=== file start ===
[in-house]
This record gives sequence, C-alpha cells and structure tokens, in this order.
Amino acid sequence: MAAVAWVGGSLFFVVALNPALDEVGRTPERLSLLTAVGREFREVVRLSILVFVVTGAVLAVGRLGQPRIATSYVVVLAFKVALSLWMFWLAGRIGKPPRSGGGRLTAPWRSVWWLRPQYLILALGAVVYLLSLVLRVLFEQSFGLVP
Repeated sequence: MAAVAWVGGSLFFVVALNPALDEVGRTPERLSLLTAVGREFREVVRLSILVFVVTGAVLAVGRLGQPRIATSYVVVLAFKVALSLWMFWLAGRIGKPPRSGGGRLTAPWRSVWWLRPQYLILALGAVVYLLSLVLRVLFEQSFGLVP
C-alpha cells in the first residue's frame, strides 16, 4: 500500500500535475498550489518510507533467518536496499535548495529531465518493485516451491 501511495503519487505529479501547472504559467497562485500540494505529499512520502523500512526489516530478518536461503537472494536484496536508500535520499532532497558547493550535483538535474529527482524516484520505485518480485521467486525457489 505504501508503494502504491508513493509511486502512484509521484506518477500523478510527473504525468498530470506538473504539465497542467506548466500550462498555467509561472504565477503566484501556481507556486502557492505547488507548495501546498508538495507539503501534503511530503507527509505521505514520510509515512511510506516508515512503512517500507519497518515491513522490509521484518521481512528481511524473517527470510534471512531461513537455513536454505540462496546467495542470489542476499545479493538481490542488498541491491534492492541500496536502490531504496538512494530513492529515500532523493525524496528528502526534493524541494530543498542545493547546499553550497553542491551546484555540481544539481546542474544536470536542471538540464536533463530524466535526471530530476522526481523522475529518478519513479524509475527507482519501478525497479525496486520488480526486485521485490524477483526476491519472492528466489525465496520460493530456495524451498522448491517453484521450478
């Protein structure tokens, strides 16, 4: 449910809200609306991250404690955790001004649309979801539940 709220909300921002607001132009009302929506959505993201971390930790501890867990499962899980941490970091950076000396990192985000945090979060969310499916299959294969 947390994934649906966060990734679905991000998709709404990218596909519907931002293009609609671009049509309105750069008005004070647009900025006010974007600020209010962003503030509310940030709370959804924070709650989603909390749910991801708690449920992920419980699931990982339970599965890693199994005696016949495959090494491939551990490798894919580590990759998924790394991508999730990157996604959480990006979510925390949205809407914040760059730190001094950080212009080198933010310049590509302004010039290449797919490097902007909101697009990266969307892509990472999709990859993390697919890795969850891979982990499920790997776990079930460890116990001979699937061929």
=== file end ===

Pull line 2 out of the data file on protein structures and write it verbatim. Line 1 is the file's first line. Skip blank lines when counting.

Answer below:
This record gives sequence, C-alpha cells and structure tokens, in this order.